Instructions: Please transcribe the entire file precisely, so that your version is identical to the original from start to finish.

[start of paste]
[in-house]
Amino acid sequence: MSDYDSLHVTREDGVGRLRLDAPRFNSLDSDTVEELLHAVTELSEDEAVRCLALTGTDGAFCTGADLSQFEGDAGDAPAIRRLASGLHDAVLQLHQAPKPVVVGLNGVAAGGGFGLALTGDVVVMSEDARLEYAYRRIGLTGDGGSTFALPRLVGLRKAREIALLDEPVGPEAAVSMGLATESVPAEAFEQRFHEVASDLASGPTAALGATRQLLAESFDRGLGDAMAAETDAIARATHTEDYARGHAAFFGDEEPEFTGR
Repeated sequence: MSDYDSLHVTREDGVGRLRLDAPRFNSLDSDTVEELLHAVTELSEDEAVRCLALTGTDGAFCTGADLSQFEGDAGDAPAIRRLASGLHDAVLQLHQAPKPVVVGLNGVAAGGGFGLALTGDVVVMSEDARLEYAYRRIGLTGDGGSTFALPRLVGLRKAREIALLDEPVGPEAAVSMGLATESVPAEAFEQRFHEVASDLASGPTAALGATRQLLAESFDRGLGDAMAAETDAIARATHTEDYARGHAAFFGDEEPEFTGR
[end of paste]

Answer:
[in-house]
Amino acid sequence: MSDYDSLHVTREDGVGRLRLDAPRFNSLDSDTVEELLHAVTELSEDEAVRCLALTGTDGAFCTGADLSQFEGDAGDAPAIRRLASGLHDAVLQLHQAPKPVVVGLNGVAAGGGFGLALTGDVVVMSEDARLEYAYRRIGLTGDGGSTFALPRLVGLRKAREIALLDEPVGPEAAVSMGLATESVPAEAFEQRFHEVASDLASGPTAALGATRQLLAESFDRGLGDAMAAETDAIARATHTEDYARGHAAFFGDEEPEFTGR
Repeated sequence: MSDYDSLHVTREDGVGRLRLDAPRFNSLDSDTVEELLHAVTELSEDEAVRCLALTGTDGAFCTGADLSQFEGDAGDAPAIRRLASGLHDAVLQLHQAPKPVVVGLNGVAAGGGFGLALTGDVVVMSEDARLEYAYRRIGLTGDGGSTFALPRLVGLRKAREIALLDEPVGPEAAVSMGLATESVPAEAFEQRFHEVASDLASGPTAALGATRQLLAESFDRGLGDAMAAETDAIARATHTEDYARGHAAFFGDEEPEFTGR